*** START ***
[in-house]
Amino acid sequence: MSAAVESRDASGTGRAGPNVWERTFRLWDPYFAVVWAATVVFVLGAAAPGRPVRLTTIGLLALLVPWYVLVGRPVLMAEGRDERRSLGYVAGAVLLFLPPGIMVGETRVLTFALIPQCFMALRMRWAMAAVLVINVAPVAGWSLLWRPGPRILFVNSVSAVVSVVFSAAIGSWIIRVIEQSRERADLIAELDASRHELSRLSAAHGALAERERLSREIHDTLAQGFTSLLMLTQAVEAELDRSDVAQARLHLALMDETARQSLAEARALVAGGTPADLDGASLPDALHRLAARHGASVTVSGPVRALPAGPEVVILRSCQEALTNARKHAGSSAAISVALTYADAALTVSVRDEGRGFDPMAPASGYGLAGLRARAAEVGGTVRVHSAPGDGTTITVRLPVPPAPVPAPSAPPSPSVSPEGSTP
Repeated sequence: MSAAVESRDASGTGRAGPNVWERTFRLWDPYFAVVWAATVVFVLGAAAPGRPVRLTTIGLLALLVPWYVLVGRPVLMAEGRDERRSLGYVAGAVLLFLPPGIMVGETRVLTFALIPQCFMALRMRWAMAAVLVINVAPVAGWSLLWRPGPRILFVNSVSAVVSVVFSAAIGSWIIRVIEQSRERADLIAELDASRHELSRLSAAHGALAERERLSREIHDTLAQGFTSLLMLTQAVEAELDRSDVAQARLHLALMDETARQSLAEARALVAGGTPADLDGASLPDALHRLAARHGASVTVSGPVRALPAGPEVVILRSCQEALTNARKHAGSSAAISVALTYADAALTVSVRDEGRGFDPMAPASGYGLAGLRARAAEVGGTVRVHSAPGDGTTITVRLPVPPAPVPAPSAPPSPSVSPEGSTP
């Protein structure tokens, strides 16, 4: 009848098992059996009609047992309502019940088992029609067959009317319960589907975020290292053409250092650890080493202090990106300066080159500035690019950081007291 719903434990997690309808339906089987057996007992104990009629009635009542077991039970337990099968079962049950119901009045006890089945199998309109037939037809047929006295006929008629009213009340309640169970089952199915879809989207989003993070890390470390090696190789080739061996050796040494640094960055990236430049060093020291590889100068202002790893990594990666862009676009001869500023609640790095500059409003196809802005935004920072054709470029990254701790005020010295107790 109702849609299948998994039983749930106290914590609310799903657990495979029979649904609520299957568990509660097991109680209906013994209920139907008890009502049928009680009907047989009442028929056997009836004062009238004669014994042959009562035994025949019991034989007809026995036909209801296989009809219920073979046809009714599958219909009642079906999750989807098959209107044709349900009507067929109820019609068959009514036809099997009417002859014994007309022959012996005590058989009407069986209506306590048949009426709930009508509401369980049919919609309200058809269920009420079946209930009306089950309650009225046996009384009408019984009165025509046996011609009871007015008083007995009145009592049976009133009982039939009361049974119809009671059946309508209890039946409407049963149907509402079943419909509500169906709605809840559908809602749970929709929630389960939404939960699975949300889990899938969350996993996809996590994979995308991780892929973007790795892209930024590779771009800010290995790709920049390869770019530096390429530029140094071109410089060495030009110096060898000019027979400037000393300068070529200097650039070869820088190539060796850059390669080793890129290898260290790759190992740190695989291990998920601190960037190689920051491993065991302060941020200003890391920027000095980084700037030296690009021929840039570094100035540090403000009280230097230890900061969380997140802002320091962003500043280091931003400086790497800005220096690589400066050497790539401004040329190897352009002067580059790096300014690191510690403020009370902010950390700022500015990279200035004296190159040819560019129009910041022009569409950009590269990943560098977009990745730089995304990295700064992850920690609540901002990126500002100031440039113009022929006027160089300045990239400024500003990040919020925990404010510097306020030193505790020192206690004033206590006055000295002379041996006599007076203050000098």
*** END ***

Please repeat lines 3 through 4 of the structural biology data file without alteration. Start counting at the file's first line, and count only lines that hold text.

Repeated sequence: MSAAVESRDASGTGRAGPNVWERTFRLWDPYFAVVWAATVVFVLGAAAPGRPVRLTTIGLLALLVPWYVLVGRPVLMAEGRDERRSLGYVAGAVLLFLPPGIMVGETRVLTFALIPQCFMALRMRWAMAAVLVINVAPVAGWSLLWRPGPRILFVNSVSAVVSVVFSAAIGSWIIRVIEQSRERADLIAELDASRHELSRLSAAHGALAERERLSREIHDTLAQGFTSLLMLTQAVEAELDRSDVAQARLHLALMDETARQSLAEARALVAGGTPADLDGASLPDALHRLAARHGASVTVSGPVRALPAGPEVVILRSCQEALTNARKHAGSSAAISVALTYADAALTVSVRDEGRGFDPMAPASGYGLAGLRARAAEVGGTVRVHSAPGDGTTITVRLPVPPAPVPAPSAPPSPSVSPEGSTP
């Protein structure tokens, strides 16, 4: 009848098992059996009609047992309502019940088992029609067959009317319960589907975020290292053409250092650890080493202090990106300066080159500035690019950081007291 719903434990997690309808339906089987057996007992104990009629009635009542077991039970337990099968079962049950119901009045006890089945199998309109037939037809047929006295006929008629009213009340309640169970089952199915879809989207989003993070890390470390090696190789080739061996050796040494640094960055990236430049060093020291590889100068202002790893990594990666862009676009001869500023609640790095500059409003196809802005935004920072054709470029990254701790005020010295107790 109702849609299948998994039983749930106290914590609310799903657990495979029979649904609520299957568990509660097991109680209906013994209920139907008890009502049928009680009907047989009442028929056997009836004062009238004669014994042959009562035994025949019991034989007809026995036909209801296989009809219920073979046809009714599958219909009642079906999750989807098959209107044709349900009507067929109820019609068959009514036809099997009417002859014994007309022959012996005590058989009407069986209506306590048949009426709930009508509401369980049919919609309200058809269920009420079946209930009306089950309650009225046996009384009408019984009165025509046996011609009871007015008083007995009145009592049976009133009982039939009361049974119809009671059946309508209890039946409407049963149907509402079943419909509500169906709605809840559908809602749970929709929630389960939404939960699975949300889990899938969350996993996809996590994979995308991780892929973007790795892209930024590779771009800010290995790709920049390869770019530096390429530029140094071109410089060495030009110096060898000019027979400037000393300068070529200097650039070869820088190539060796850059390669080793890129290898260290790759190992740190695989291990998920601190960037190689920051491993065991302060941020200003890391920027000095980084700037030296690009021929840039570094100035540090403000009280230097230890900061969380997140802002320091962003500043280091931003400086790497800005220096690589400066050497790539401004040329190897352009002067580059790096300014690191510690403020009370902010950390700022500015990279200035004296190159040819560019129009910041022009569409950009590269990943560098977009990745730089995304990295700064992850920690609540901002990126500002100031440039113009022929006027160089300045990239400024500003990040919020925990404010510097306020030193505790020192206690004033206590006055000295002379041996006599007076203050000098």